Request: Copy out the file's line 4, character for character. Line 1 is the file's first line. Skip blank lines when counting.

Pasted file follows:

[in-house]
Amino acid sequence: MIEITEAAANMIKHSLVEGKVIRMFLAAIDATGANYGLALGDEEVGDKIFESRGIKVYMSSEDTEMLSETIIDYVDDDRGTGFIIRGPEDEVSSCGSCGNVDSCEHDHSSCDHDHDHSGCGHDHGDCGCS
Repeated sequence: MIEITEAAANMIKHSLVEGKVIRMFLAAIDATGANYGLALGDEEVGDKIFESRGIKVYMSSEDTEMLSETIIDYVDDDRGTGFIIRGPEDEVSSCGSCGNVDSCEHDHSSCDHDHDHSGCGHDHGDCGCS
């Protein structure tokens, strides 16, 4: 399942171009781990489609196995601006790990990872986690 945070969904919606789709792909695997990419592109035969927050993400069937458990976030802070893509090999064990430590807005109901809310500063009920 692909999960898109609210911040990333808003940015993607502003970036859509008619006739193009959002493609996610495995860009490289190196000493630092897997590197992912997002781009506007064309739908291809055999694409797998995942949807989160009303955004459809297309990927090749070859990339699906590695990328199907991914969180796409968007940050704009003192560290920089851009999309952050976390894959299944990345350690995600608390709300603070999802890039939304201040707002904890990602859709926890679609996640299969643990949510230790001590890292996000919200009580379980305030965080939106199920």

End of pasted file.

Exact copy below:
């Protein structure tokens, strides 16, 4: 399942171009781990489609196995601006790990990872986690 945070969904919606789709792909695997990419592109035969927050993400069937458990976030802070893509090999064990430590807005109901809310500063009920 692909999960898109609210911040990333808003940015993607502003970036859509008619006739193009959002493609996610495995860009490289190196000493630092897997590197992912997002781009506007064309739908291809055999694409797998995942949807989160009303955004459809297309990927090749070859990339699906590695990328199907991914969180796409968007940050704009003192560290920089851009999309952050976390894959299944990345350690995600608390709300603070999802890039939304201040707002904890990602859709926890679609996640299969643990949510230790001590890292996000919200009580379980305030965080939106199920």